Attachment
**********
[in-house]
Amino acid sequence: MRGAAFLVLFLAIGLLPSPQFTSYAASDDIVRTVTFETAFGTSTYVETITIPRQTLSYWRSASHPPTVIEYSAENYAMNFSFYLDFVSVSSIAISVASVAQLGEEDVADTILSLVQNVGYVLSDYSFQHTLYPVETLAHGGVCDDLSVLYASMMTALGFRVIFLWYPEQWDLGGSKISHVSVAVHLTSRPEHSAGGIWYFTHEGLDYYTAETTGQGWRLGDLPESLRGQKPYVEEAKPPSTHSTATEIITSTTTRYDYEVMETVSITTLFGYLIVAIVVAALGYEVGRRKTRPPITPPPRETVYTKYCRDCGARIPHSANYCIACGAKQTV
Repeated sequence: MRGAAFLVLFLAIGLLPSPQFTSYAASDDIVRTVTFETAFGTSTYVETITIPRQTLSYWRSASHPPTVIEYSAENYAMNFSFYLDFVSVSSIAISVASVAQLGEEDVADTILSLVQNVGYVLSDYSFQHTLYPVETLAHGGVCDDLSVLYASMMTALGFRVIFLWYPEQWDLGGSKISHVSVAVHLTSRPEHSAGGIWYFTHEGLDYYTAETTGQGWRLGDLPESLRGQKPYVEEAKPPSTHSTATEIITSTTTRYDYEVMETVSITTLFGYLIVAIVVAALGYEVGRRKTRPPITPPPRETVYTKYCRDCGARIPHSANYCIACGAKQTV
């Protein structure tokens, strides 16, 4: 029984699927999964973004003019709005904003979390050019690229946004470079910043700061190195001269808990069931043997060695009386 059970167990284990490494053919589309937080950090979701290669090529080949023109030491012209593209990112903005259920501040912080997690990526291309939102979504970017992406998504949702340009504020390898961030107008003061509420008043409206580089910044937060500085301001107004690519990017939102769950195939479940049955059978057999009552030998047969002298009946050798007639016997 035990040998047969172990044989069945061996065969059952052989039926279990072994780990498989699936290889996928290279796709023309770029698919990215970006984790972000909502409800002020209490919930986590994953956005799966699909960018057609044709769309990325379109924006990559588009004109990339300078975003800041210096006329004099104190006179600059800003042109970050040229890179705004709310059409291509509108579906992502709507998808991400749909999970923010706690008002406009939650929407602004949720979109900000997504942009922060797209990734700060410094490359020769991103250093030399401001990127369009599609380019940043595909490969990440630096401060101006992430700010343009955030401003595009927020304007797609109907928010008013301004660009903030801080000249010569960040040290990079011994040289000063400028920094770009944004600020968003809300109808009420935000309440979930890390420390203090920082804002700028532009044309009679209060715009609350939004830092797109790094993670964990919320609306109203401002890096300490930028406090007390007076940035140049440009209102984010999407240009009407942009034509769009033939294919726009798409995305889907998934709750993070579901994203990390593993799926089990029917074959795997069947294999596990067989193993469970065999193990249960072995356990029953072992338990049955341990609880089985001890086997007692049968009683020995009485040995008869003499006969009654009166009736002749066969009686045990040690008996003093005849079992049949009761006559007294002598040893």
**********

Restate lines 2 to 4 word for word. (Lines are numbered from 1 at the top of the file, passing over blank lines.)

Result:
Amino acid sequence: MRGAAFLVLFLAIGLLPSPQFTSYAASDDIVRTVTFETAFGTSTYVETITIPRQTLSYWRSASHPPTVIEYSAENYAMNFSFYLDFVSVSSIAISVASVAQLGEEDVADTILSLVQNVGYVLSDYSFQHTLYPVETLAHGGVCDDLSVLYASMMTALGFRVIFLWYPEQWDLGGSKISHVSVAVHLTSRPEHSAGGIWYFTHEGLDYYTAETTGQGWRLGDLPESLRGQKPYVEEAKPPSTHSTATEIITSTTTRYDYEVMETVSITTLFGYLIVAIVVAALGYEVGRRKTRPPITPPPRETVYTKYCRDCGARIPHSANYCIACGAKQTV
Repeated sequence: MRGAAFLVLFLAIGLLPSPQFTSYAASDDIVRTVTFETAFGTSTYVETITIPRQTLSYWRSASHPPTVIEYSAENYAMNFSFYLDFVSVSSIAISVASVAQLGEEDVADTILSLVQNVGYVLSDYSFQHTLYPVETLAHGGVCDDLSVLYASMMTALGFRVIFLWYPEQWDLGGSKISHVSVAVHLTSRPEHSAGGIWYFTHEGLDYYTAETTGQGWRLGDLPESLRGQKPYVEEAKPPSTHSTATEIITSTTTRYDYEVMETVSITTLFGYLIVAIVVAALGYEVGRRKTRPPITPPPRETVYTKYCRDCGARIPHSANYCIACGAKQTV
């Protein structure tokens, strides 16, 4: 029984699927999964973004003019709005904003979390050019690229946004470079910043700061190195001269808990069931043997060695009386 059970167990284990490494053919589309937080950090979701290669090529080949023109030491012209593209990112903005259920501040912080997690990526291309939102979504970017992406998504949702340009504020390898961030107008003061509420008043409206580089910044937060500085301001107004690519990017939102769950195939479940049955059978057999009552030998047969002298009946050798007639016997 035990040998047969172990044989069945061996065969059952052989039926279990072994780990498989699936290889996928290279796709023309770029698919990215970006984790972000909502409800002020209490919930986590994953956005799966699909960018057609044709769309990325379109924006990559588009004109990339300078975003800041210096006329004099104190006179600059800003042109970050040229890179705004709310059409291509509108579906992502709507998808991400749909999970923010706690008002406009939650929407602004949720979109900000997504942009922060797209990734700060410094490359020769991103250093030399401001990127369009599609380019940043595909490969990440630096401060101006992430700010343009955030401003595009927020304007797609109907928010008013301004660009903030801080000249010569960040040290990079011994040289000063400028920094770009944004600020968003809300109808009420935000309440979930890390420390203090920082804002700028532009044309009679209060715009609350939004830092797109790094993670964990919320609306109203401002890096300490930028406090007390007076940035140049440009209102984010999407240009009407942009034509769009033939294919726009798409995305889907998934709750993070579901994203990390593993799926089990029917074959795997069947294999596990067989193993469970065999193990249960072995356990029953072992338990049955341990609880089985001890086997007692049968009683020995009485040995008869003499006969009654009166009736002749066969009686045990040690008996003093005849079992049949009761006559007294002598040893």